One of the films out this week, Iron Sky, features Nazis who escaped to the moon. Another, Free Men, is set in Nazi-occupied Paris. One's a comedy and the second is a drama, but both illustrate how those Nazis just won't go away.
Where you get film Nazis, you get their vanquishers. At first, these heroes were nearly always Allied soldiers, but more recently have included outsiders like maths nerds (Enigma, 2001) and even Germans (Sophie Scholl – The Final days, 2005). Free Men takes this trend further by having a Muslim-Algerian immigrant save French Jews; while in Iron Sky, one character's skin colour changes according to how well he's doing against the fascist scourge.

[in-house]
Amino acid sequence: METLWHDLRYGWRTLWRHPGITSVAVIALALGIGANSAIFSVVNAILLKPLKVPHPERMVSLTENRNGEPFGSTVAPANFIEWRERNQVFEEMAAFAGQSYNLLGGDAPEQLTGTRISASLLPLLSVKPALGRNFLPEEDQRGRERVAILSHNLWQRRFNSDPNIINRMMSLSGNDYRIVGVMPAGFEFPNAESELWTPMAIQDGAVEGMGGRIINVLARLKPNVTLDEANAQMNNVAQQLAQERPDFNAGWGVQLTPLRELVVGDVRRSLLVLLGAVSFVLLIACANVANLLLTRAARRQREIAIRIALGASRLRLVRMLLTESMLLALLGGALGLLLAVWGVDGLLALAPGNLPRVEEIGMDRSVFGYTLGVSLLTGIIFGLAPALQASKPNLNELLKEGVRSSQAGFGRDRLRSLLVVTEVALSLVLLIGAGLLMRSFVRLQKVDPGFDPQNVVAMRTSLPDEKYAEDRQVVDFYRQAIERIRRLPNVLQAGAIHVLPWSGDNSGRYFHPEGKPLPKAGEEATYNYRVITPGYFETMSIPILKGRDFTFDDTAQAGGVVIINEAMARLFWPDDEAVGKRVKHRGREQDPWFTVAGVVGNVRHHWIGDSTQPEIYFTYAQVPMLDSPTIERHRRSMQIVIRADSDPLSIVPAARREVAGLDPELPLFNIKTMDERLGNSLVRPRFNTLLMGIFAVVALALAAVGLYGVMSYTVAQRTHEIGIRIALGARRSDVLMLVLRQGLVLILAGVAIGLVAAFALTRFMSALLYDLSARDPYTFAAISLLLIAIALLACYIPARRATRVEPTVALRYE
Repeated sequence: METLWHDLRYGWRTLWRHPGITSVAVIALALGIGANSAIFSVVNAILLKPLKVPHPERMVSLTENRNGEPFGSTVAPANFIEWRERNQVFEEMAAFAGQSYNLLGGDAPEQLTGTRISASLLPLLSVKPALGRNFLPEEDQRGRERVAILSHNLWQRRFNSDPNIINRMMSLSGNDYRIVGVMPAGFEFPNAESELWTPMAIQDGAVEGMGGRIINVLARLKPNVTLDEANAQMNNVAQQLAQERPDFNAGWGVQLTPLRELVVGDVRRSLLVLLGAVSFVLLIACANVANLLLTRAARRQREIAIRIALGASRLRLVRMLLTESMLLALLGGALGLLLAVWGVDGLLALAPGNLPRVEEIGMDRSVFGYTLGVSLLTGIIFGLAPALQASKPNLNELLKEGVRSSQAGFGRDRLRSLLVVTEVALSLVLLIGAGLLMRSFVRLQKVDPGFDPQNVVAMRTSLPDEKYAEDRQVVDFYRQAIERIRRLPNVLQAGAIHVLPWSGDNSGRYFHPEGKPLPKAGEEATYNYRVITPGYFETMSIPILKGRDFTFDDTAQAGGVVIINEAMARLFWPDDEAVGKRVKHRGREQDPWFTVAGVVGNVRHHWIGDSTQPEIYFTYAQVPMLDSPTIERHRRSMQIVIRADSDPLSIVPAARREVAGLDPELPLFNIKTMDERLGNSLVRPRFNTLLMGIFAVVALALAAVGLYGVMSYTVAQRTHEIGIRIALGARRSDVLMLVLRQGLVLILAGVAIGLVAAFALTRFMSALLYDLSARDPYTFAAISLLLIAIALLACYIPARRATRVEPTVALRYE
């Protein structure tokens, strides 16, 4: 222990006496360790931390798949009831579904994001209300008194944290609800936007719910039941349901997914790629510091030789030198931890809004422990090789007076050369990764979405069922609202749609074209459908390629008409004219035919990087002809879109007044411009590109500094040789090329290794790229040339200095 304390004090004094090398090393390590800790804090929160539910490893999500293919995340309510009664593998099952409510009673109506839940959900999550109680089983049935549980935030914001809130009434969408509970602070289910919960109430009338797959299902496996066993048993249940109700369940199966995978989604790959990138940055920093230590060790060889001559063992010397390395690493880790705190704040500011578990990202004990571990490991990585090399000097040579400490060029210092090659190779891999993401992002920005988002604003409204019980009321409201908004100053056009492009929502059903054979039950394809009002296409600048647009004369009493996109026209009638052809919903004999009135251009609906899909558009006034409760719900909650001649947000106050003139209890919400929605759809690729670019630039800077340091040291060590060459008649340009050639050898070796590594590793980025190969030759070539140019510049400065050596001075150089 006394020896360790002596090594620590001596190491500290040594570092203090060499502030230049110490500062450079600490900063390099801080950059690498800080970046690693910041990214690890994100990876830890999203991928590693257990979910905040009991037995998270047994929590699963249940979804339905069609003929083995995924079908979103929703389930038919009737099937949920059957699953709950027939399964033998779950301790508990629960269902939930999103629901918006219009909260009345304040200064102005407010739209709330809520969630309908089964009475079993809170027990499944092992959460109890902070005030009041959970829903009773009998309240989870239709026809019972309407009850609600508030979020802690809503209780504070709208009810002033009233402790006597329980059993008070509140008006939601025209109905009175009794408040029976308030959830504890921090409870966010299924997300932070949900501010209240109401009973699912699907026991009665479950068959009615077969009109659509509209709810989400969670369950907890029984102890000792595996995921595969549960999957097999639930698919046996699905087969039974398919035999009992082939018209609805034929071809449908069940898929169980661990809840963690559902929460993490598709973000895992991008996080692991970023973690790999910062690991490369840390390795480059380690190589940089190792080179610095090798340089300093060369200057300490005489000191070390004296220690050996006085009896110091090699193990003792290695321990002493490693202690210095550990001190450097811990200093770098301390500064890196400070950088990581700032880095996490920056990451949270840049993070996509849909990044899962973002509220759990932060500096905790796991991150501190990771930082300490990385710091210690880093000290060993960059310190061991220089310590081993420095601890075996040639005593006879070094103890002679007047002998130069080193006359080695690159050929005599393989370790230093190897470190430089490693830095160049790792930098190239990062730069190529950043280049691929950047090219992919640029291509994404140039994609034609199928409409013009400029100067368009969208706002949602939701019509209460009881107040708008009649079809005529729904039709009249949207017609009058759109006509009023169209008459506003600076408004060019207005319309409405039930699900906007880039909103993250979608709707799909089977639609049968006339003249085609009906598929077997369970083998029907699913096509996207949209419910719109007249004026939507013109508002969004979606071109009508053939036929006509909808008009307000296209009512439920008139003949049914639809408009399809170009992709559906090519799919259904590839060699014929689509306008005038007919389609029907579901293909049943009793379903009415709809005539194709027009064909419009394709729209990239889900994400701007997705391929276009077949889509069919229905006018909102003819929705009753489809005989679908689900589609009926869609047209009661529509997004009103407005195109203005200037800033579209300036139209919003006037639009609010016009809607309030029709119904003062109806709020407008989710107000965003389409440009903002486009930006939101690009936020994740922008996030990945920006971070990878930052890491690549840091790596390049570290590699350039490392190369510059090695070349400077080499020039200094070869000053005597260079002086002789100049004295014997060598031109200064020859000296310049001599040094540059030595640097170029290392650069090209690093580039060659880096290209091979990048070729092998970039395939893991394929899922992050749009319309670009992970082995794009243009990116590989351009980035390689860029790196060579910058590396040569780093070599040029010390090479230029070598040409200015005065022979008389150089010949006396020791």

Multi-culturalism also comes to the rescue in Men in Black III, with Will Smith heading back to 1969 to rid the world of the enemies of the civil rights generation, the Nazi threat referenced this time by Nicole Scherzinger's shiny black jackboots.
What with all-out economic breakdown and the rise of weird right-wing groups throughout Europe, there's a handy dramatic tension between happy 60s values and the grim realities of the 2010s. It's odds-on that film fascination with Nazis will grow, as improbable as that may sound to anyone who watches the History Channel.